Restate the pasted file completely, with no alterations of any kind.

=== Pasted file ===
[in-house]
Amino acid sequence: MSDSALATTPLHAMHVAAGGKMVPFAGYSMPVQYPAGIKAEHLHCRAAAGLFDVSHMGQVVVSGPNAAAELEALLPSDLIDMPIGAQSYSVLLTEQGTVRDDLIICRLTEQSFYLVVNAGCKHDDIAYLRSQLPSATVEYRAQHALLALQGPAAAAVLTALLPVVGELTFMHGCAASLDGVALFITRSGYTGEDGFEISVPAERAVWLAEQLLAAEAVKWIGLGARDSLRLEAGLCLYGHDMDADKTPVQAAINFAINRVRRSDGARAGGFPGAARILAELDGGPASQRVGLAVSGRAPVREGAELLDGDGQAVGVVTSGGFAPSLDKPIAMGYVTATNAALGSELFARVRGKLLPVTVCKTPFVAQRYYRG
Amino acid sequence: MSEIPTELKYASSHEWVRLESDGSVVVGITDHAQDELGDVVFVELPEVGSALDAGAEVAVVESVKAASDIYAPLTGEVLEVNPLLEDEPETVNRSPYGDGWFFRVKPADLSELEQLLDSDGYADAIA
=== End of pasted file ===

[in-house]
Amino acid sequence: MSDSALATTPLHAMHVAAGGKMVPFAGYSMPVQYPAGIKAEHLHCRAAAGLFDVSHMGQVVVSGPNAAAELEALLPSDLIDMPIGAQSYSVLLTEQGTVRDDLIICRLTEQSFYLVVNAGCKHDDIAYLRSQLPSATVEYRAQHALLALQGPAAAAVLTALLPVVGELTFMHGCAASLDGVALFITRSGYTGEDGFEISVPAERAVWLAEQLLAAEAVKWIGLGARDSLRLEAGLCLYGHDMDADKTPVQAAINFAINRVRRSDGARAGGFPGAARILAELDGGPASQRVGLAVSGRAPVREGAELLDGDGQAVGVVTSGGFAPSLDKPIAMGYVTATNAALGSELFARVRGKLLPVTVCKTPFVAQRYYRG
Amino acid sequence: MSEIPTELKYASSHEWVRLESDGSVVVGITDHAQDELGDVVFVELPEVGSALDAGAEVAVVESVKAASDIYAPLTGEVLEVNPLLEDEPETVNRSPYGDGWFFRVKPADLSELEQLLDSDGYADAIA